Thursday, October 25, 2012

Lima Peru



Currency Soles - $1.00 US = $2.77 Soles
Cab from Bus Depot to Downtown - $12 Soles
Hostel Downtown - $16 Soles per night
Cab Bus Depot to Mira Flores - $12 Soles
Hostel Mira Flores - $27 Soles per night
Bus Trujillo to Lima - $75.00 Soles (Night Bus)- 7 hours
Bus La Paz to Lima - $75.00 Bolivianos - 34 hours

I was in Lima twice. The first time I stayed downtown in one of the most bizarre hostels yet.

Although strange it was a very cool place. An old mansion that had been converted to a hostel. Lots of rooms and very cheap called Hotel Espana. Very old world, lots of statues and old paintings. 3 floors, the dorm room was on the top floor off the massive outdoor patio. Hard to find the door for the plants, in the picture it is where the huge foliage is. There are also a couple of birds, the little dude pretended to be friendly but once he was on your shoulder if you tried to get him off he got mean. Great little restaurant and an awesome view of the old city from the top floor. Lots of nooks, crannies and staircases to strange places. I highly recommend you give it a go if you are in Lima.

Hostel Downtown Lima
The location was awesome, only a few blocks from the presidential palace and great restaurants and bars in the area. Tons of museums and shops lots of old streets to get lost in.

On my second trip in I stayed in Mira Flores, it is the tourist district, lots of casino’s and shops including a mall built on the cliff. Ocean front so some good walking and pretty scenery. The place to stay if you want to surf. The hostel was nice, Nomade Backpackers a few dorm rooms and a kitchen, good common areas including a bit of a patio on the ground floor. Nice location a block from the water front and a 5 minute walk to the main square.

Out of the two I preferred old town but I do love the musty old stuff. I was there for mother’s day so there was a big party at the presidential palace for some select mom’s and kids. There is a heavy military presents but I think it is more for show than anything else. I spend days wandering the streets, there are some very cool areas including a china town. Almost felt like home, got a Chinese food fix in and it was really good after 3 months of not having it. I also found a very cool free museum, the oro it is in an old bank, it is all about the early civilizations including the Inca’s. What used to be the vault has been converted into a gold room, everything shiny and gold is in there, it must be worth a lot of Soles. In order to get in you do need to bring your passport and they have really odd hours but well worth the visit. Can’t explain where it is but ask a local and they will point you to it. Lots of coffee shops so I could get my latte fix, all with patios so great people watching. The San Francisco church is also worth the price of admission, you get to go into the tombs under it. Not for the very tall as the ceilings are really low. Seems those wily Franciscan monks would put people who died remains down there, tons of disassembled skeletons & bones.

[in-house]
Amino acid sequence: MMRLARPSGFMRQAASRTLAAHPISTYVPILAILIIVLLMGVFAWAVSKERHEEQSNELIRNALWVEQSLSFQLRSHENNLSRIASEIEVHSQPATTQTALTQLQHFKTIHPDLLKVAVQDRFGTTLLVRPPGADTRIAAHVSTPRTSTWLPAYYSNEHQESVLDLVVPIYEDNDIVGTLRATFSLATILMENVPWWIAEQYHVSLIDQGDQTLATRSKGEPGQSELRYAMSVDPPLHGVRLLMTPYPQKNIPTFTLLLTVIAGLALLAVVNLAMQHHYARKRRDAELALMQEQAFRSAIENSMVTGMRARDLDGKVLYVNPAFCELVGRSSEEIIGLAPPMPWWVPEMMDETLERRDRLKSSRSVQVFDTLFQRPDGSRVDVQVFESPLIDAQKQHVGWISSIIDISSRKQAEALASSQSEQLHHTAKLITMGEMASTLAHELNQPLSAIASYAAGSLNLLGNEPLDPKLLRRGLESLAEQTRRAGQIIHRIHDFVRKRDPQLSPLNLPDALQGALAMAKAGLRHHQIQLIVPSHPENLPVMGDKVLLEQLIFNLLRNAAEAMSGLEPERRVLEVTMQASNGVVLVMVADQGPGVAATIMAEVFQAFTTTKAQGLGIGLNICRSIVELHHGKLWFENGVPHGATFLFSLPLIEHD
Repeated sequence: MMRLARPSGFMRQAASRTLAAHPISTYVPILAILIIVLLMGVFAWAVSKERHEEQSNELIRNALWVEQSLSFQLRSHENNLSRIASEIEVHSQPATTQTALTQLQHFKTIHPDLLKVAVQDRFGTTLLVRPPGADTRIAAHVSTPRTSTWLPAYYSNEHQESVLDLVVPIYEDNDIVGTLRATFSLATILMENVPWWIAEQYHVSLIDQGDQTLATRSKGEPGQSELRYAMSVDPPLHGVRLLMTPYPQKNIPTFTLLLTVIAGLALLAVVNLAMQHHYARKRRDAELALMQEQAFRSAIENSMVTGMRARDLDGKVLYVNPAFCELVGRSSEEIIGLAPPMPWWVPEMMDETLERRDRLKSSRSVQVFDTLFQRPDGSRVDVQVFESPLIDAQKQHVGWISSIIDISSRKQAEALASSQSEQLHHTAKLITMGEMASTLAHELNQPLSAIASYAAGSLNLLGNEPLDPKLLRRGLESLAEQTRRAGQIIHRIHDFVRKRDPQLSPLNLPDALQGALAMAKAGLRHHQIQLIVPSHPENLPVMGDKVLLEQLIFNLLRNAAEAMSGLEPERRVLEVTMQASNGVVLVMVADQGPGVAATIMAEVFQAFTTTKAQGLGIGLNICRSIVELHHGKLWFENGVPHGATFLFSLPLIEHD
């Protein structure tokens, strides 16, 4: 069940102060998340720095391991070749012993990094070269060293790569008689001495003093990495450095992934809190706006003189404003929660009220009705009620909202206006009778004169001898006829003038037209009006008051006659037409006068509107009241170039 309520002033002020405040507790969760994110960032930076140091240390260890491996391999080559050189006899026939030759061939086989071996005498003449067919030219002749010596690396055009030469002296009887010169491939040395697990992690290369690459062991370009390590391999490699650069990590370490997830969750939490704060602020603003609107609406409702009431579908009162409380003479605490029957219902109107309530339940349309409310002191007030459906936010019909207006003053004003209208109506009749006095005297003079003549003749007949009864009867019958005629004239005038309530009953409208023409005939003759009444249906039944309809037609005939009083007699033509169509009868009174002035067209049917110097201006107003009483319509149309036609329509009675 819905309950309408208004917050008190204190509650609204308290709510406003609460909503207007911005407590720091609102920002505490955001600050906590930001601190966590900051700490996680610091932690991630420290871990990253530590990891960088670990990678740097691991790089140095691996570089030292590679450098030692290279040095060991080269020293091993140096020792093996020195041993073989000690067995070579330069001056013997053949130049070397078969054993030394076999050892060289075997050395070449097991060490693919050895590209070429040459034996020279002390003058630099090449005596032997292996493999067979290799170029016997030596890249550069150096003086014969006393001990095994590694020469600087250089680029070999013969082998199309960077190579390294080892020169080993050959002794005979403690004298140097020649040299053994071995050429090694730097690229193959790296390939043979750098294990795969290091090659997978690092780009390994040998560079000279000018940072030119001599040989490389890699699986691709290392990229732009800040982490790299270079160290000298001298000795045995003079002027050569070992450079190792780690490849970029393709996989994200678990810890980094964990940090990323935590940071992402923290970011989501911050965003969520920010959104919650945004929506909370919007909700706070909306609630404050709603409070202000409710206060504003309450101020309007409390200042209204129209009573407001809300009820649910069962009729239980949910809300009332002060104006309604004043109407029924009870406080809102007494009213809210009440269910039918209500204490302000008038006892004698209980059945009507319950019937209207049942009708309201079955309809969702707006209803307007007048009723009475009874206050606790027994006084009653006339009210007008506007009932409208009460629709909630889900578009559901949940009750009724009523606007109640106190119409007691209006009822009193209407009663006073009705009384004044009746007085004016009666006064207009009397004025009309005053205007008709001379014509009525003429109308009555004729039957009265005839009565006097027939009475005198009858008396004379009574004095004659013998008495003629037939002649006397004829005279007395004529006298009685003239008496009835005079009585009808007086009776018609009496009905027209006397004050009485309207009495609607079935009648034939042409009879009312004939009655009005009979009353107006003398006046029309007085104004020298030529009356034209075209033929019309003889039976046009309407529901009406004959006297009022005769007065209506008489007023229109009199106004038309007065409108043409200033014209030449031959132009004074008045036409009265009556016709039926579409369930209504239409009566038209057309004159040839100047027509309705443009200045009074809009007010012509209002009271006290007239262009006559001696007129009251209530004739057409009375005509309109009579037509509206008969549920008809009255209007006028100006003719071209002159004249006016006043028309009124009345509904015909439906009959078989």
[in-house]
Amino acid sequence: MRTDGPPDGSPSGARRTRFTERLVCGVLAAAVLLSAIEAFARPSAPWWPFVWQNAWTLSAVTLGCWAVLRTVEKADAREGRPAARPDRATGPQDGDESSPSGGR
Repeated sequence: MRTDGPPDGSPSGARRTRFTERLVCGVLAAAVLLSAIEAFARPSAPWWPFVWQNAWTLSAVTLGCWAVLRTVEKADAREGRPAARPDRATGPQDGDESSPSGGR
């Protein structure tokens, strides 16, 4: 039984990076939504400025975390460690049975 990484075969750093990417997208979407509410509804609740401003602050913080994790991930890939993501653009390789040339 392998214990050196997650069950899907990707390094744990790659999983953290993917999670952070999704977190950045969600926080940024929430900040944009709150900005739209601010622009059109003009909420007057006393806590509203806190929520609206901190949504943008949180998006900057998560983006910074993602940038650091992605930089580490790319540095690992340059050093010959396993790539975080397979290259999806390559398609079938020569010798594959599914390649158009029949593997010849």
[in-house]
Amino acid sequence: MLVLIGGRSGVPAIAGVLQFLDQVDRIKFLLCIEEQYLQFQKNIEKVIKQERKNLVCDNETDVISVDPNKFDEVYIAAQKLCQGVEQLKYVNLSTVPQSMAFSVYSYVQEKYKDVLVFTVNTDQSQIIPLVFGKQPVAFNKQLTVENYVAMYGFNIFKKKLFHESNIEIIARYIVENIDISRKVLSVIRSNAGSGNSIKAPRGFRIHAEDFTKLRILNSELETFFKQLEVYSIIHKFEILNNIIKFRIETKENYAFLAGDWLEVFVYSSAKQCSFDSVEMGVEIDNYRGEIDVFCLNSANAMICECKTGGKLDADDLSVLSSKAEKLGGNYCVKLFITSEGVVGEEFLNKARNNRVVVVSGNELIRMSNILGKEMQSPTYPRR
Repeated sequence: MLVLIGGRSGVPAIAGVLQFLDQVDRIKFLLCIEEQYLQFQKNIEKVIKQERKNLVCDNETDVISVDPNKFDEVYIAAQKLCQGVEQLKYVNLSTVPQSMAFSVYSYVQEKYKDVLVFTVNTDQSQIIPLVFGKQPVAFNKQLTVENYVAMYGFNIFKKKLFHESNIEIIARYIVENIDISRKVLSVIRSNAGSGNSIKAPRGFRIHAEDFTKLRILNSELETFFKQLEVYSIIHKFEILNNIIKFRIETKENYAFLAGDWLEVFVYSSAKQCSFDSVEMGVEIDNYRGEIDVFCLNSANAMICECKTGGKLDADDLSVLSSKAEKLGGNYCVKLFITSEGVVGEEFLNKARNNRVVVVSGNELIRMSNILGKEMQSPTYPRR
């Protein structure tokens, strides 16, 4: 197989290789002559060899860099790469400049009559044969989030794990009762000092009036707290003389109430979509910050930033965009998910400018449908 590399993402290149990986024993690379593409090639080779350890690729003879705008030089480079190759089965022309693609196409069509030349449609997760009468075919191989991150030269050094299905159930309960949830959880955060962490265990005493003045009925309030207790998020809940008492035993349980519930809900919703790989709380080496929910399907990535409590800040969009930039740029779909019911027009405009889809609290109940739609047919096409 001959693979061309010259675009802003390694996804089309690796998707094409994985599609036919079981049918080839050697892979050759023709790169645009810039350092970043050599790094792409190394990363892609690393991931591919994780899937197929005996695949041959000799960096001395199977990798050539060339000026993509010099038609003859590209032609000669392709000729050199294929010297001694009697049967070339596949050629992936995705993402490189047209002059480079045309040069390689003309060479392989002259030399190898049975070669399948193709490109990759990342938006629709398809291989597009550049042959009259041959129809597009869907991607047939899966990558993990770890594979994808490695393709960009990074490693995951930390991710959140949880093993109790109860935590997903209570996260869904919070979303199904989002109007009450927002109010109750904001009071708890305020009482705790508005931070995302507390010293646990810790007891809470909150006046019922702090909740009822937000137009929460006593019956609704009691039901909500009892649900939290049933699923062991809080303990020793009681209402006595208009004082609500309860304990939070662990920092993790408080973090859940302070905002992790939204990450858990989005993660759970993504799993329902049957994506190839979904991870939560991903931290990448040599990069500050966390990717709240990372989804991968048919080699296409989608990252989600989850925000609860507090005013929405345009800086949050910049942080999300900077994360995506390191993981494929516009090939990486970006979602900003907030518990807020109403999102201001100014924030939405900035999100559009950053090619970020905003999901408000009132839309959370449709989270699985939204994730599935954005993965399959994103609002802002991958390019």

San Fran Church
 Do be careful about cabs, there are some really bad taxi drivers. They will tell you a price & when you are 1/2 way there they want more money or they will ditch you on the side of the road, usually in a bad neighborhood.  Don't put anything in the trunk, that way you don't have to argue with them, just agree to pay the extra that they want and when you get out with your stuff pay them the agreed upon price & walk away

How do you find people you met on your travels that you have lost contact with? Don't have a full name? Place an ad to find them on Lost Trekkers and international people search in classified ad format.




Main Square

China Town

Main Square

Hostel Room

Hostel Roof Deck + Critters

Mira Flores

Mira Flores Shopping Center

Sunday, January 23, 2011

Rurrenabaque Bolivia


Currency: Boliviano $1.00 US = $6.97000 Bolivianas
Taxi hostel La Paz to airport - $50 B
Flight La Paz - Rurrenabaque + Pampas Tour - $1500.00 B
Moto Taxi airport to town - $8 B
Hostel - $25 B
Park entrance fee $150 B
No ATM take enough $'s for your time there - Bank that you can get Visa cash advance

In the jungle the mighty jungle... awoombawap awoombawap

The ride to the airport takes about 45 minutes, traffic is pretty horrendous so it is slow going through parts. There is an awesome statue of Che just before the airport made out of junk, his hair looks like it was made out of shredded tires, an awesome piece of art. Che died in the jungle in Bolivia so the people feel a kinship with him and his legacy. Tourist shops have lots of Che memorabilia, I bought a Che Bolivia T-shirt.


The airport at La Paz is pretty straight forward, the security check was pretty easy except I forgot I had a knife in my backpack. I left my big pack at the hostel in La Paz so I could just do carry on, I thought I had put the knife in it but apparently not. The folks at the airport were not amused, they went through the whole bag after that.


The flight to Rurrenabaque takes about 45 minutes and it is on a little 12 seater plane, my plane left about 30 minutes late, was suppose to go at 2pm. I got a front seat, I could reach out and touch the pilot and co pilot. A little freaky, when the plane takes off all sorts of alarms go off, apparently because La Paz is so high according to the instruments we are 4000 meters up but about to hit ground. The air strip in Rurrenabaque is dirt, landing was a little bumpy but a pretty uneventful flight. There are 2 airlines that fly into Rurrenabaque Amaszonas which is the one I took and TAM which has bigger planes and is run by the army.